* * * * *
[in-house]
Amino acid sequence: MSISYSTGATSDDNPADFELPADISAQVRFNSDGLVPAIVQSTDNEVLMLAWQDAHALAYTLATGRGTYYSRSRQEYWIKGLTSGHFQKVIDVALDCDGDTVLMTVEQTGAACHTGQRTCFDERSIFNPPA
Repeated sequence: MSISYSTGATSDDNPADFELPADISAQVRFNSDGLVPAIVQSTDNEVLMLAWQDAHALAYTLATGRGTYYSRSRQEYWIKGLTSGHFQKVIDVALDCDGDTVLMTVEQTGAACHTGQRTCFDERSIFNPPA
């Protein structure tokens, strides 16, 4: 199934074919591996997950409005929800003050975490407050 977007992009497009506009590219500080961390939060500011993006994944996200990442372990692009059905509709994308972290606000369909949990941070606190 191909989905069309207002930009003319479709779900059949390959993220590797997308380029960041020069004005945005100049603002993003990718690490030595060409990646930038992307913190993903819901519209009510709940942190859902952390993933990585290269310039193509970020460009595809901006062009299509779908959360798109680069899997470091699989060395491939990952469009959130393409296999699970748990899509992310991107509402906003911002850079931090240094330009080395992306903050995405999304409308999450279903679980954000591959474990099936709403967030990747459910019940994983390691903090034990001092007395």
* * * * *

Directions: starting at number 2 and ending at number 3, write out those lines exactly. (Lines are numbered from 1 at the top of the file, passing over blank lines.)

Amino acid sequence: MSISYSTGATSDDNPADFELPADISAQVRFNSDGLVPAIVQSTDNEVLMLAWQDAHALAYTLATGRGTYYSRSRQEYWIKGLTSGHFQKVIDVALDCDGDTVLMTVEQTGAACHTGQRTCFDERSIFNPPA
Repeated sequence: MSISYSTGATSDDNPADFELPADISAQVRFNSDGLVPAIVQSTDNEVLMLAWQDAHALAYTLATGRGTYYSRSRQEYWIKGLTSGHFQKVIDVALDCDGDTVLMTVEQTGAACHTGQRTCFDERSIFNPPA